# What does RMSD mean?

Normally a rigid superposition which minimizes the RMSD is performed, and this minimum is returned. Given two sets of points and , the RMSD is defined as follows:

\begin{align*} \mathrm{RMSD}(\mathbf v,\mathbf w)&=\sqrt{\frac1{n}\sum_{i=1}^n\|v_i-w_i\|^2}\\ &=\sqrt{\frac1{n}\sum_{i=1}^n\left((v_{ix}-w_{ix})^2+(v_{iy}-w_{iy})^2+(v_{iz}-w_{iz})^2\right)} \end{align*}

Those descriptions are from wikipedia(bioinformatics). Could you explain what the equations mean?

And What does $\|\cdot\|$ mean above?

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## migrated from stackoverflow.comNov 19 '12 at 17:14

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Oh, "root-mean-square difference", then? – J. M. Nov 21 '12 at 9:26

The || describes the norm of the vector enclosed, which is basically its length with regard to some definition.

|| x || = sqrt( (x_1)^2 + (x_2)^2 + ... + (x_n)^2 )


Where n is the amount of the dimensions of x.

In your case the norm is squared, which in results nullifies the sqrt() of the norm. In addition with working in 3 dimensions (x, y and z), you get to your second second line, where just the respective dimensions of each vector are used.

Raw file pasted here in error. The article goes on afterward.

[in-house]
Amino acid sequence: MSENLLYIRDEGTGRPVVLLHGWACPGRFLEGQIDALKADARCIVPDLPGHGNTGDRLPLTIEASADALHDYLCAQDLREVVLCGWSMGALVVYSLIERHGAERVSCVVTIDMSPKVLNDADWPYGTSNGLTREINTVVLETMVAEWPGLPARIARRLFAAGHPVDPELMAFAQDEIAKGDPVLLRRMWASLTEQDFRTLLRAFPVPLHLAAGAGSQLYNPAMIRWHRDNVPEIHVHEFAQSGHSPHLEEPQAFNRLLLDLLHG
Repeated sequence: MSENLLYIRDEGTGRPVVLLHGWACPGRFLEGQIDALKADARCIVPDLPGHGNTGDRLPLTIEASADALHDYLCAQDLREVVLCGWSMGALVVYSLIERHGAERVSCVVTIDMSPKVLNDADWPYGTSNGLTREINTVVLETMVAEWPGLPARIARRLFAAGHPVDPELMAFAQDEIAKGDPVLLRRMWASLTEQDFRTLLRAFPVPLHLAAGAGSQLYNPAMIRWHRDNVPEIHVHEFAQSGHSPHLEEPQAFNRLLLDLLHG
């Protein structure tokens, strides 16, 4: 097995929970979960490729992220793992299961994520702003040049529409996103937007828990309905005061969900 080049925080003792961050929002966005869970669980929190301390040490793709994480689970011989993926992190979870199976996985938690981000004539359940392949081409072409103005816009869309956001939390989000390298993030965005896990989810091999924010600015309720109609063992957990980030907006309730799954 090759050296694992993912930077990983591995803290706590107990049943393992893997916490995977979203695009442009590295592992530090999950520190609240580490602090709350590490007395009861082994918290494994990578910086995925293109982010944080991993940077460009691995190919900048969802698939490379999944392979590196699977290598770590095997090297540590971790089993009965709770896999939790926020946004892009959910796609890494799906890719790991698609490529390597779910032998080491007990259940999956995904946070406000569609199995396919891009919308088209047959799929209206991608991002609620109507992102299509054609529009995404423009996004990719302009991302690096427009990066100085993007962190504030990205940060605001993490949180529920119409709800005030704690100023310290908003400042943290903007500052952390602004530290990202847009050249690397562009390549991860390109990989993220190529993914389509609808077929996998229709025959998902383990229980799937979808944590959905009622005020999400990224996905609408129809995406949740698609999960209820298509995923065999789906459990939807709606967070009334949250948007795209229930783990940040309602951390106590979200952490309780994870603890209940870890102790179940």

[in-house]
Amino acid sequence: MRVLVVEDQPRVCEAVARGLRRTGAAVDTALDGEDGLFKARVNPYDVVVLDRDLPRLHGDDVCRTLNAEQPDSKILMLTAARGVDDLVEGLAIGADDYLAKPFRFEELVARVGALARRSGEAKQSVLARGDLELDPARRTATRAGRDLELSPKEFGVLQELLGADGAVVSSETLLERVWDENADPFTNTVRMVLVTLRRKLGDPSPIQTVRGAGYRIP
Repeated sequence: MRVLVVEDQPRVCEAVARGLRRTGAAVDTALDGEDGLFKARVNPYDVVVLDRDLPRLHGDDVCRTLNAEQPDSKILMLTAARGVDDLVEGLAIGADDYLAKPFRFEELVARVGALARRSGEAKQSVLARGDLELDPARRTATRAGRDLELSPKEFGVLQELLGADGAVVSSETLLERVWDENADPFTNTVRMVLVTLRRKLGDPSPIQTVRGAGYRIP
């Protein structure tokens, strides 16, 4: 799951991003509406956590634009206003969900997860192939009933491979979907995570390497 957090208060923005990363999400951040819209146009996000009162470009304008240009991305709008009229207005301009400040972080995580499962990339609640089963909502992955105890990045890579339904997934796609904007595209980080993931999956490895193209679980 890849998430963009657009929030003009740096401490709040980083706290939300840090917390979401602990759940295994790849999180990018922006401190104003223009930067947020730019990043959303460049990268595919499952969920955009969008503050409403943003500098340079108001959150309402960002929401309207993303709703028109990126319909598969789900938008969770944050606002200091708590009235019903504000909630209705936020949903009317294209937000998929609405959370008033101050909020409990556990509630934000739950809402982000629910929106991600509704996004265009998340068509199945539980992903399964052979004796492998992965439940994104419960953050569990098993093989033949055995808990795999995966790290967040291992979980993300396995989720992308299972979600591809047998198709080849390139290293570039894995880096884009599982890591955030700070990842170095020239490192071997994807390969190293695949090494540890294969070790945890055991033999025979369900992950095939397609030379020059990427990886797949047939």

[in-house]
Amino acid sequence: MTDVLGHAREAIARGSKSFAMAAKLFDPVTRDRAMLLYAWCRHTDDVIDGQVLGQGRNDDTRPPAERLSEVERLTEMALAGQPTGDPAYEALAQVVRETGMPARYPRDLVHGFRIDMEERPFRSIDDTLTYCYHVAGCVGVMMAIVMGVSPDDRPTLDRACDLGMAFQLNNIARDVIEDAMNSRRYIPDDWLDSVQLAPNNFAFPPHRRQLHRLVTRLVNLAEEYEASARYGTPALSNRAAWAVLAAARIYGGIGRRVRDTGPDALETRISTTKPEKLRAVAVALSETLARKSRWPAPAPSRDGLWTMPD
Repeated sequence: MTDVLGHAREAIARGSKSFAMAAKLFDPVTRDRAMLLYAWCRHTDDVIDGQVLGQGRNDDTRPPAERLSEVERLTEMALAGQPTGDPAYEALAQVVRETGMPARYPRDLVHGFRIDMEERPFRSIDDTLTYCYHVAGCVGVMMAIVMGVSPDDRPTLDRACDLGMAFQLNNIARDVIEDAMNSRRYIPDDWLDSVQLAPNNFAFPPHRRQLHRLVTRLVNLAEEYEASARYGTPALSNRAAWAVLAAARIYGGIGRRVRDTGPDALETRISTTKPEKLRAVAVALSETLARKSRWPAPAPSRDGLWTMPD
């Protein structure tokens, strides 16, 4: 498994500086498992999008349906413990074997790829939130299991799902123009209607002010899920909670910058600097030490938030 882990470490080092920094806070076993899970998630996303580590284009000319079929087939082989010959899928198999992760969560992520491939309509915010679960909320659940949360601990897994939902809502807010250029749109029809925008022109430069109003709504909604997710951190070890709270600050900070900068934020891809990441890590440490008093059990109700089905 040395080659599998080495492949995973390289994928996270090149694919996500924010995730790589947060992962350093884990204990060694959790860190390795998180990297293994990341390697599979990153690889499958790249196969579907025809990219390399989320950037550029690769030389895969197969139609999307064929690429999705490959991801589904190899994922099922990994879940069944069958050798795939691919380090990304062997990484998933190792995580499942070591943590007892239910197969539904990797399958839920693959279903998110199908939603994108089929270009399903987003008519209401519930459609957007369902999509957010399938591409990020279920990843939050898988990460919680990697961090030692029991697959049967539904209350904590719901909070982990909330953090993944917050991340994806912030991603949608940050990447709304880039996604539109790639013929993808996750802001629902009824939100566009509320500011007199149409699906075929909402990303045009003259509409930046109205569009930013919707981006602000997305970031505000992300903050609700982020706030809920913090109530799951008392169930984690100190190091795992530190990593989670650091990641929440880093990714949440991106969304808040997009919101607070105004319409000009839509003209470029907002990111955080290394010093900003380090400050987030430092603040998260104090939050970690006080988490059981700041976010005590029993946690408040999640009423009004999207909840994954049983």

Just replace the x of the above formula with (v_i - w_i) and write out the norm formula squared and you will see the same result as in wikipedia.

With respect to the overall question (assuming you mean this wikipedia article):

RMSD takes two sets of points v and w, which are given as sets of vectors. Then it computes the average (hence the 1/n in front) distance between respective pairs (thats the norm in the brackets) of all vectors of each set (hence the sum).

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Oh, I now understand~ Thank you^^ – user1826018 Nov 15 '12 at 10:49
Actually the square root is over the sum of squares, so it is necessary. sqrt((2^2) + (3^2)) ~= 3.6 != 2 + 3 = 5 – JonC Nov 16 '12 at 18:16
@JonC I just said "nullifies the sqrt()", I didn't say anything about the squares within it. – Sirko Nov 16 '12 at 21:36